Jamming in Colloidal Suspensions:

In collaboration with Sid Nagel's group, we study jamming in dense soft colloidal systems in three dimensions. Using N-isopropylacrylamide (NIPA), a temperature responsive polymer, colloids the size of the colloids, and hence the volume fraction can be continuously changed while the system is being observed.  As the volume fraction is change the colloids go from being a gas, simple Brownian motion, to a jammed state where the colloids movement has become highly restrained.  The idea of jamming and the jamming phase diagram, introduced by Nagel and Liu, provides a
frame work to understand this change.  Using the language of the jamming phase diagram, the system is at finite temperature, zero shear
stress and has a tunable volume fraction.  Using high speed confocal microscopy to image particle trajectories deep into the sample the dynamic and static signatures of the jamming transition can be studied.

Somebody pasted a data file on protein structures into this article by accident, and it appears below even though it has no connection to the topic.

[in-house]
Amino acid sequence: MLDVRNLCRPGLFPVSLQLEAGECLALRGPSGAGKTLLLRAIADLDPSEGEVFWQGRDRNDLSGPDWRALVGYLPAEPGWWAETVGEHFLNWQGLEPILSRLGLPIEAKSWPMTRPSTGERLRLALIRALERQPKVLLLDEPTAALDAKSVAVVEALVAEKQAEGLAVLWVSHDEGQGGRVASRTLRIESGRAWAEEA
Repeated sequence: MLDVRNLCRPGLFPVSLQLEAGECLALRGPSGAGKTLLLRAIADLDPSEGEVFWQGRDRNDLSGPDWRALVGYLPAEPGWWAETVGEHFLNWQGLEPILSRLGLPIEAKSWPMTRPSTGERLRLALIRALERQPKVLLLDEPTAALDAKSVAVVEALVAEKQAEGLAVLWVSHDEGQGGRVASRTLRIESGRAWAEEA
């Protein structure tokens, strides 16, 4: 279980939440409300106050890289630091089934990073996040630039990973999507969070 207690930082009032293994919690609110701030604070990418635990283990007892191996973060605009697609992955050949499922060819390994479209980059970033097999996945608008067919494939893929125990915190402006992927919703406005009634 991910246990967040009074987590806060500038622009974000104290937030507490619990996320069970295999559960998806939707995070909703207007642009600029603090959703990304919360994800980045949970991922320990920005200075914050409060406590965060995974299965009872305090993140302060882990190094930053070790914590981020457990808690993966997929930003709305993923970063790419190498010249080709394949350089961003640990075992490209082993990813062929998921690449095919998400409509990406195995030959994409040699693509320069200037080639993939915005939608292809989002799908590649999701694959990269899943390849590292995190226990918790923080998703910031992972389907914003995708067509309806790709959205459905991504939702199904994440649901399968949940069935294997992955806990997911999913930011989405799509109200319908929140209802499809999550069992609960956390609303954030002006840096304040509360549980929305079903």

The idea of jamming has been proposed as a way of understanding the glass transition.  By better understanding amorphous colloidal systems
at the jamming transition we may be able to better understand the glass transition, which is one of the last unsolved problems in condensed matter physics

Figure (left): Image of 1 micron colloidal particles with centers of particles identified (red x); (right): Trajectories of the motion of the colloidal particles over time, color-coded by track.

See also:

Force Transmission at Cell Adhesions

Cellular Force Transmission

Self-Assembly and Biophysical Properties of Actin Networks and Bundles